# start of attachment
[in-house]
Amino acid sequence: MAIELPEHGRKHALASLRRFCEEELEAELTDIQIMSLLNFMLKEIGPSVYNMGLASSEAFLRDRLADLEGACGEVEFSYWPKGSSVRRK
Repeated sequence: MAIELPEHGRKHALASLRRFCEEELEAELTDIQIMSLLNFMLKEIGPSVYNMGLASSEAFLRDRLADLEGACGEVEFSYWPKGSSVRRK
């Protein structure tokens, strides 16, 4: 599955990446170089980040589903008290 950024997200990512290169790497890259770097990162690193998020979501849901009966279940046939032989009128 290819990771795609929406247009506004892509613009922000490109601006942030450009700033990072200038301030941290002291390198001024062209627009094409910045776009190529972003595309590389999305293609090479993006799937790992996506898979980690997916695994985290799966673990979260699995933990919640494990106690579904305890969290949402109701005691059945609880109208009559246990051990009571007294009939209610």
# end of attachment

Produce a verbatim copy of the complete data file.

[in-house]
Amino acid sequence: MAIELPEHGRKHALASLRRFCEEELEAELTDIQIMSLLNFMLKEIGPSVYNMGLASSEAFLRDRLADLEGACGEVEFSYWPKGSSVRRK
Repeated sequence: MAIELPEHGRKHALASLRRFCEEELEAELTDIQIMSLLNFMLKEIGPSVYNMGLASSEAFLRDRLADLEGACGEVEFSYWPKGSSVRRK
């Protein structure tokens, strides 16, 4: 599955990446170089980040589903008290 950024997200990512290169790497890259770097990162690193998020979501849901009966279940046939032989009128 290819990771795609929406247009506004892509613009922000490109601006942030450009700033990072200038301030941290002291390198001024062209627009094409910045776009190529972003595309590389999305293609090479993006799937790992996506898979980690997916695994985290799966673990979260699995933990919640494990106690579904305890969290949402109701005691059945609880109208009559246990051990009571007294009939209610």